syscoinchain: a-b-c-...-y-z
    attacker sb: a-b-c-D-e-f-G-h-i-...-y-z
    challenger looks from z down to a, first mismatch is G
    So the Challenger now asks the contract to ask for block h. If the attacker provides it, its previous block will be g, not G

The Challenger continues by sending the QueryLastBlockHeader challenge. The submitter has to reply with respondLastBlockHeader within 10 minutes again. In this response, the submitter provides a full block header of the last of the 60 blocks as well as potentially an interim block if the challenger gives a non-zero index of the block. The Battle Manager contract calculates a hash of this block header and compares it to the stored hash of the last block from the previous step, which is equal to the value of lastHash in the Superblock and similarly for the interim block. Then the Battle Manager contract verifies that the submitted block headers have correct proof of work on them. If everything meets expectations, the challenge continues.

The Challenger continues by executing the final step: VerifySuperblock. This consists of two steps. First, validateLastBlocks is called, in which the Battle Manager contract verifies that the previous hash of the last block - for which header was submitted in the previous step - is equal to the second from the last block hash submitted in the first step. The code follows:

bytes32 blockSha256Hash = session.blockHashes[session.blockHashes.length - 1];
    BlockInfo storage blockInfo = session.blocksInfo;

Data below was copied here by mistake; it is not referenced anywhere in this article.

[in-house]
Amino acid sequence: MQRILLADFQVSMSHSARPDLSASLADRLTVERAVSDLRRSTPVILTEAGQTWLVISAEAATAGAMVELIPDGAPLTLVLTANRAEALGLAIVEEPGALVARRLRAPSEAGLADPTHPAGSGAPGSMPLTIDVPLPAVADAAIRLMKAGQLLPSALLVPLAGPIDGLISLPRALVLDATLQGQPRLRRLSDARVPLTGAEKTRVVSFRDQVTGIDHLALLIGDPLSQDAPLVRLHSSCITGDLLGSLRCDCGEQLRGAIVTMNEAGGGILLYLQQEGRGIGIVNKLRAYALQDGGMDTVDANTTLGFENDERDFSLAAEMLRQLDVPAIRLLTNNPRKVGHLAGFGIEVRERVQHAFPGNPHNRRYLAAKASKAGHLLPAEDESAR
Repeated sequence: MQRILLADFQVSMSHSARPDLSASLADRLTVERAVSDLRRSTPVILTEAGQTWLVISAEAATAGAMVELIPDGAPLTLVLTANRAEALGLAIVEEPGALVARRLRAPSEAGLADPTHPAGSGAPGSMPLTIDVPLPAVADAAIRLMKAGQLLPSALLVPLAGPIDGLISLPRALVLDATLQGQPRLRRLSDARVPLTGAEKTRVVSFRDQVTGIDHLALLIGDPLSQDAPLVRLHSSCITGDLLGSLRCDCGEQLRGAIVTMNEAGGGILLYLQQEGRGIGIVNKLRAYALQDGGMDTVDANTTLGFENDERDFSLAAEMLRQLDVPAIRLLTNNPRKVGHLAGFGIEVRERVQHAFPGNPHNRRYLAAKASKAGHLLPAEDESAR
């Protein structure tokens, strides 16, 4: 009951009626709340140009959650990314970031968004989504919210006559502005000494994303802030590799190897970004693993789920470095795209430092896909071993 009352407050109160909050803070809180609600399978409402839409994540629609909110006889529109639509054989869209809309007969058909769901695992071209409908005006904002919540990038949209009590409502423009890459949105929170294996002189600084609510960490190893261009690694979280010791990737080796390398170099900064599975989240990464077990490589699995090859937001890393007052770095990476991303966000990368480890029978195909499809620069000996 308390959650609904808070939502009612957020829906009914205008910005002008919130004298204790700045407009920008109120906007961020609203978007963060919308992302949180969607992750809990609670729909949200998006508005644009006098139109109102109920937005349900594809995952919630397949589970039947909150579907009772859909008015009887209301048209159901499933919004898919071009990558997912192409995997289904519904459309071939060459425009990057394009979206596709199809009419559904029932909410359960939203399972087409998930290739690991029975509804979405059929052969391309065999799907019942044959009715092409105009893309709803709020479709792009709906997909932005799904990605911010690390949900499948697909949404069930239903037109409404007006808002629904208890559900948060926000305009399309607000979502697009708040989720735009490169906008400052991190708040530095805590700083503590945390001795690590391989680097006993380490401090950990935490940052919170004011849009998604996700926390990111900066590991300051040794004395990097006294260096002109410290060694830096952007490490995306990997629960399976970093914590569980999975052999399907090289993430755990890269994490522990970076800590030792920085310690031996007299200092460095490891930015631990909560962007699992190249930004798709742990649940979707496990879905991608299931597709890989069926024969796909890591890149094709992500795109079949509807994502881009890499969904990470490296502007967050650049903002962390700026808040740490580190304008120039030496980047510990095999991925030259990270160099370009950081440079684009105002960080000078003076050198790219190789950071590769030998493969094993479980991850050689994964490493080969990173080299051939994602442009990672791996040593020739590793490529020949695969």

bytes32 prevBlockSha256Hash = session.blockHashes[session.blockHashes.length - 2];
    if(blockInfo.prevBlock != prevBlockSha256Hash){
        return ERR_SUPERBLOCK_BAD_PREVBLOCK;
    }

The Battle Manager contract also verifies that previously the submitted block header's timestamp and hash are equal to values of the Superblock timestamp and lastHash values. Finally, the timestamp of the Superblock must not be lower than that of the previous Superblock.

The second step of VerifySuperblock is validateProofOfWork. Here it is verified that the previously submitted block header's bits value (encoded target) is equal to the Superblock lastBits value. It is then checked that accumulated work value accumulatedWork of the Superblock is greater than that of its parent. Then the Battle Manager contract calculates a range of valid values for the block difficulty target in the last block of the Superblock and compares that to the value of lastBits of the superblock. Finally, the accumulated work is calculated from the difficulty target value and compared to the claimed accumulatedWork value of the Superblock. If all checks pass, Submitter Agent wins the challenge and can Challenger's deposit. Otherwise, if Challenger wins, it can take Submitter's deposit.

The challenges prevent the attacker from submitting an invalid Superblock.

Assumptions

  • Incentives and collateralization will guarantee that there is always at least one honest Submitter Agent and one honest Challenger Agent online.
  • There are no huge reorgs (i.e. 100+ block) on the Syscoin and Ethereum blockchains

Updated about a year ago

Superblock Validation Battles


An In-depth Look at the Superblock Validation Process of Syscoin Bridge